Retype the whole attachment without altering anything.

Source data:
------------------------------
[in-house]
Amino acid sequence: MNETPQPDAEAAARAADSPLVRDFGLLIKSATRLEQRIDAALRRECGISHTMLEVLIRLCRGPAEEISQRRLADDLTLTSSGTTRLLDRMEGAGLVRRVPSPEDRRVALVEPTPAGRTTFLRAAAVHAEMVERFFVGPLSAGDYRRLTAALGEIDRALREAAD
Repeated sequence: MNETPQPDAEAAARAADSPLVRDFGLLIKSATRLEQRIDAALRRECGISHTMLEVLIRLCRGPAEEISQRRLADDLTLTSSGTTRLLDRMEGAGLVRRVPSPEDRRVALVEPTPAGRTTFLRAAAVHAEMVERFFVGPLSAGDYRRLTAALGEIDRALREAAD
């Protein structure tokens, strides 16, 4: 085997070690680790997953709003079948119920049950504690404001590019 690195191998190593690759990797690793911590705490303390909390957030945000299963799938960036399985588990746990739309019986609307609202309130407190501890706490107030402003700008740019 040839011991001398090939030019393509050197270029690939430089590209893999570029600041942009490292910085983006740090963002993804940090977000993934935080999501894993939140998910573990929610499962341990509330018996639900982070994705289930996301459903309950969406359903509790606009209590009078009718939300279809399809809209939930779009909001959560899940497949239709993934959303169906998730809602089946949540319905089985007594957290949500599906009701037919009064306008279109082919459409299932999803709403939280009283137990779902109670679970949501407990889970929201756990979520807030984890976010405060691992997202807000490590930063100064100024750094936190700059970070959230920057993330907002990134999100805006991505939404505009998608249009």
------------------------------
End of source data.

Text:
[in-house]
Amino acid sequence: MNETPQPDAEAAARAADSPLVRDFGLLIKSATRLEQRIDAALRRECGISHTMLEVLIRLCRGPAEEISQRRLADDLTLTSSGTTRLLDRMEGAGLVRRVPSPEDRRVALVEPTPAGRTTFLRAAAVHAEMVERFFVGPLSAGDYRRLTAALGEIDRALREAAD
Repeated sequence: MNETPQPDAEAAARAADSPLVRDFGLLIKSATRLEQRIDAALRRECGISHTMLEVLIRLCRGPAEEISQRRLADDLTLTSSGTTRLLDRMEGAGLVRRVPSPEDRRVALVEPTPAGRTTFLRAAAVHAEMVERFFVGPLSAGDYRRLTAALGEIDRALREAAD
């Protein structure tokens, strides 16, 4: 085997070690680790997953709003079948119920049950504690404001590019 690195191998190593690759990797690793911590705490303390909390957030945000299963799938960036399985588990746990739309019986609307609202309130407190501890706490107030402003700008740019 040839011991001398090939030019393509050197270029690939430089590209893999570029600041942009490292910085983006740090963002993804940090977000993934935080999501894993939140998910573990929610499962341990509330018996639900982070994705289930996301459903309950969406359903509790606009209590009078009718939300279809399809809209939930779009909001959560899940497949239709993934959303169906998730809602089946949540319905089985007594957290949500599906009701037919009064306008279109082919459409299932999803709403939280009283137990779902109670679970949501407990889970929201756990979520807030984890976010405060691992997202807000490590930063100064100024750094936190700059970070959230920057993330907002990134999100805006991505939404505009998608249009």